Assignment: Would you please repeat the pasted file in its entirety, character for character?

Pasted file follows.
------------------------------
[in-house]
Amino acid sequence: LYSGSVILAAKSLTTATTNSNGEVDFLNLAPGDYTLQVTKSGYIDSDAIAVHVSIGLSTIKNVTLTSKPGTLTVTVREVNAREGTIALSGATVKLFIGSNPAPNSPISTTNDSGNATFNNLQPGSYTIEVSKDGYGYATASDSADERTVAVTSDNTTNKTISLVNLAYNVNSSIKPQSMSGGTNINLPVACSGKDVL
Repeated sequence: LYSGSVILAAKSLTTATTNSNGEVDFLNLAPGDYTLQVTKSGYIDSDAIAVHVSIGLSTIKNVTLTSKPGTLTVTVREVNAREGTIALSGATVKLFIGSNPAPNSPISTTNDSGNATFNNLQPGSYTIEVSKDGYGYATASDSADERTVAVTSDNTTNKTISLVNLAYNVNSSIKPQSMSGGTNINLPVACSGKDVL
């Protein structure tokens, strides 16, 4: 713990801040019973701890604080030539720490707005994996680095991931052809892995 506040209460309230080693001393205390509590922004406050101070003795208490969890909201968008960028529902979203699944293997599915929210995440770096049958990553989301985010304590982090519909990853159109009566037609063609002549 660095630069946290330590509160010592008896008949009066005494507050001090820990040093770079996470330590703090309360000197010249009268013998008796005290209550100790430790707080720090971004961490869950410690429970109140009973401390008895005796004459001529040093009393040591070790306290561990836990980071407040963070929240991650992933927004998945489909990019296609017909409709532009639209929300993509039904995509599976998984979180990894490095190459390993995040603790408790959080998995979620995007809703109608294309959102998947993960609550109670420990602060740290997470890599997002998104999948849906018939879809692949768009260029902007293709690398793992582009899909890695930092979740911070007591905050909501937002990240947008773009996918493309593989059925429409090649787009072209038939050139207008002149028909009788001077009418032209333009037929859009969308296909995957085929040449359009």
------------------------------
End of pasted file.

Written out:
[in-house]
Amino acid sequence: LYSGSVILAAKSLTTATTNSNGEVDFLNLAPGDYTLQVTKSGYIDSDAIAVHVSIGLSTIKNVTLTSKPGTLTVTVREVNAREGTIALSGATVKLFIGSNPAPNSPISTTNDSGNATFNNLQPGSYTIEVSKDGYGYATASDSADERTVAVTSDNTTNKTISLVNLAYNVNSSIKPQSMSGGTNINLPVACSGKDVL
Repeated sequence: LYSGSVILAAKSLTTATTNSNGEVDFLNLAPGDYTLQVTKSGYIDSDAIAVHVSIGLSTIKNVTLTSKPGTLTVTVREVNAREGTIALSGATVKLFIGSNPAPNSPISTTNDSGNATFNNLQPGSYTIEVSKDGYGYATASDSADERTVAVTSDNTTNKTISLVNLAYNVNSSIKPQSMSGGTNINLPVACSGKDVL
């Protein structure tokens, strides 16, 4: 713990801040019973701890604080030539720490707005994996680095991931052809892995 506040209460309230080693001393205390509590922004406050101070003795208490969890909201968008960028529902979203699944293997599915929210995440770096049958990553989301985010304590982090519909990853159109009566037609063609002549 660095630069946290330590509160010592008896008949009066005494507050001090820990040093770079996470330590703090309360000197010249009268013998008796005290209550100790430790707080720090971004961490869950410690429970109140009973401390008895005796004459001529040093009393040591070790306290561990836990980071407040963070929240991650992933927004998945489909990019296609017909409709532009639209929300993509039904995509599976998984979180990894490095190459390993995040603790408790959080998995979620995007809703109608294309959102998947993960609550109670420990602060740290997470890599997002998104999948849906018939879809692949768009260029902007293709690398793992582009899909890695930092979740911070007591905050909501937002990240947008773009996918493309593989059925429409090649787009072209038939050139207008002149028909009788001077009418032209333009037929859009969308296909995957085929040449359009």